Core marker

Description of the Core marker component in Schematic Editor

Core markers are used to specify which separated circuit parts from the whole schematic diagram should be emulated on the same processor core. This component has only one parameter: Marker ID. Independent, not connected (or divided by coupling component) circuits from the full schematic model that have a core marker with the same Marker ID. are emulated on the same FPGA solver core.

Table 1. Core marker component in the Schematic Editor core library
component component dialog window component parameters

Core marker

  • Marker ID: an marker's identification label

An example of a core marker use case is shown in Figure 1. There are four independent circuits shown. Without core marker components, this circuit would be emulated on 4 separate processor cores. In this case, with core markers, it would be emulated on 3 processing cores. Circuits marked with "1" and "4" have a core marker with the same IDs attached to themselves. That means that they would be emulated in same processing core (SPC). Circuits "2" and "3" would be emulated in separate cores, since they are not marked.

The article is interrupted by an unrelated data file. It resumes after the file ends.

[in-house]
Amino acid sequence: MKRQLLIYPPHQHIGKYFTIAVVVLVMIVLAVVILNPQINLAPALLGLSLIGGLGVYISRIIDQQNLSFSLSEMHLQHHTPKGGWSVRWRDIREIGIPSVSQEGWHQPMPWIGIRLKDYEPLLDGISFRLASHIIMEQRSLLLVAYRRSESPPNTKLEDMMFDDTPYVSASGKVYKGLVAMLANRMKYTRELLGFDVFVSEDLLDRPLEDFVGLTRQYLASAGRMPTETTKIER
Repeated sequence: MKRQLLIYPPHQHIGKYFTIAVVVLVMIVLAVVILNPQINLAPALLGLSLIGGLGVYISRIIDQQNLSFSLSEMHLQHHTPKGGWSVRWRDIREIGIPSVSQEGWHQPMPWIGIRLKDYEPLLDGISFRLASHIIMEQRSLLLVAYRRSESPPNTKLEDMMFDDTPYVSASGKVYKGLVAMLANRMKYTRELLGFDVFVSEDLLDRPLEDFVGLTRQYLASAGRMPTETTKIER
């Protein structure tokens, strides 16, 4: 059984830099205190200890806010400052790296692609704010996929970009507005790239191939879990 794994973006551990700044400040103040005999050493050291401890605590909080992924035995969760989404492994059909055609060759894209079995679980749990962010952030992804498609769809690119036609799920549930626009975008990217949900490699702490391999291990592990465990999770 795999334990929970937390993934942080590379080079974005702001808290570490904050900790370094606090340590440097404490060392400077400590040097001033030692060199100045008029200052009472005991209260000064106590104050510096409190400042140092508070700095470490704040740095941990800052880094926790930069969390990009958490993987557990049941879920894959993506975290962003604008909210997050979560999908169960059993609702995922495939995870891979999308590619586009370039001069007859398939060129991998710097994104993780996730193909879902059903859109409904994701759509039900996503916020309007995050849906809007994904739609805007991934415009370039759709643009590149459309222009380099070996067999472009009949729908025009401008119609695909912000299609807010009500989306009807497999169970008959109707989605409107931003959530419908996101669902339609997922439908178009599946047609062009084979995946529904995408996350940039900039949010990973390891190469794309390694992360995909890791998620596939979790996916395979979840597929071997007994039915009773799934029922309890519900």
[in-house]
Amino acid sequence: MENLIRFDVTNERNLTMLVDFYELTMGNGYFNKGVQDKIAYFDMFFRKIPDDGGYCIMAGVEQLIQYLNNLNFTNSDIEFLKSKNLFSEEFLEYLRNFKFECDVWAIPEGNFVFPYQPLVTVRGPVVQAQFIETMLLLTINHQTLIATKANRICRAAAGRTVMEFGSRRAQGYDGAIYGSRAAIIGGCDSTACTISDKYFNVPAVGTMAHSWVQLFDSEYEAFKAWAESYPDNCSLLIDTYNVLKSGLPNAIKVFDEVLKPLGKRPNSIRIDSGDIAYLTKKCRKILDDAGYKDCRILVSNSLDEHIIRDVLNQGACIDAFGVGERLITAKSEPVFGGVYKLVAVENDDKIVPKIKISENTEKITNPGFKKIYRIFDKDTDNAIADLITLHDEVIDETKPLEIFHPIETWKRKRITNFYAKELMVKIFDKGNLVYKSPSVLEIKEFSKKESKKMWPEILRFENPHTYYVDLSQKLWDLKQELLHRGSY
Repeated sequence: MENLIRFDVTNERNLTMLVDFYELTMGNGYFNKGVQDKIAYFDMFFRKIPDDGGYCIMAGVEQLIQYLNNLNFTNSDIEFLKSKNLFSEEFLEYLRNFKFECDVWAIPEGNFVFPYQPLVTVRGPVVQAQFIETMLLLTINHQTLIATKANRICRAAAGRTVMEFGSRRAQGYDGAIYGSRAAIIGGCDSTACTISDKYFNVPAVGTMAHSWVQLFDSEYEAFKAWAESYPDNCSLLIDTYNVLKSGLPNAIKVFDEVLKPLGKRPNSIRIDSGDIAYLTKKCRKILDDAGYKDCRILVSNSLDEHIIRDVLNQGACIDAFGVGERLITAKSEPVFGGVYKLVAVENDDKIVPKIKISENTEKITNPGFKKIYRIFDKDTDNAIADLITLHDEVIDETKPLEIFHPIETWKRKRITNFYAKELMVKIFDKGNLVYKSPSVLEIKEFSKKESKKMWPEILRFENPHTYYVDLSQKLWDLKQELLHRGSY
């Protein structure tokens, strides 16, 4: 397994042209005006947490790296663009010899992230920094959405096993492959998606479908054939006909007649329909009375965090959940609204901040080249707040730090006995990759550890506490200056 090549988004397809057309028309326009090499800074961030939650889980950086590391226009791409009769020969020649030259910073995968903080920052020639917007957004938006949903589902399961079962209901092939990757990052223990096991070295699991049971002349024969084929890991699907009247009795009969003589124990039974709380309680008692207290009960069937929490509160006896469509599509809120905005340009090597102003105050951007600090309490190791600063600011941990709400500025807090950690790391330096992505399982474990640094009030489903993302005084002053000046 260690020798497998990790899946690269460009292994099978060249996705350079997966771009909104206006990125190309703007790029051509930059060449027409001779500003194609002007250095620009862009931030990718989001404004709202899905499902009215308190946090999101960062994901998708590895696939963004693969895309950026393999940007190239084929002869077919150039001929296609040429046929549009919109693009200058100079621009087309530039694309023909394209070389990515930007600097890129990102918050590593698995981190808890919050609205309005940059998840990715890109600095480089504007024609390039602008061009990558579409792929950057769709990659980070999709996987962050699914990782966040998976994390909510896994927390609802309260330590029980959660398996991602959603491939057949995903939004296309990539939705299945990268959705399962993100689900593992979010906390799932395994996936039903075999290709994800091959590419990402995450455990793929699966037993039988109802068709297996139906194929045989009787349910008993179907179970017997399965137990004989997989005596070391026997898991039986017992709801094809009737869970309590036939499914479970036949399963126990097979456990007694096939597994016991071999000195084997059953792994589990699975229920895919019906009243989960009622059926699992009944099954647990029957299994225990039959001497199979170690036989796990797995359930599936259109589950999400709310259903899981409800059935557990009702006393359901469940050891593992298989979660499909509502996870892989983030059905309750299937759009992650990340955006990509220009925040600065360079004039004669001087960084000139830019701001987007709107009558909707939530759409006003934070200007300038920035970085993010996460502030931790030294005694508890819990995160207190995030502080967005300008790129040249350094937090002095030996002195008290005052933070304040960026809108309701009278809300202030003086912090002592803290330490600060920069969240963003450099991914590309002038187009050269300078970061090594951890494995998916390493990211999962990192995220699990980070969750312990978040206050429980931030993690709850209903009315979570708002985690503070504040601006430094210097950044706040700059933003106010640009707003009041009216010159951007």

Figure 1. Disconnected circuit core marker use case

Another core marker use case is shown in Figure 2. This circuit, without core markers would be compiled into three SPCs. In the first one would be the grid and rectifier part, in the second SPC an inverter and the stator part of the doubly fed induction machine would be emulated (DF stator and rotor are internally separated), while in the third SPC the rotor part of the machine would be emulated. By using core markers with the same Marker ID on the grid and machines rotor side, these two parts are emulated on the same SPC. Simulation results are the same in both cases, but using these core markers, you can optimize the circuit arrangement into SPCs, so larger circuits can fit into the same device.

Figure 2. Integrated machine circuit core marker use case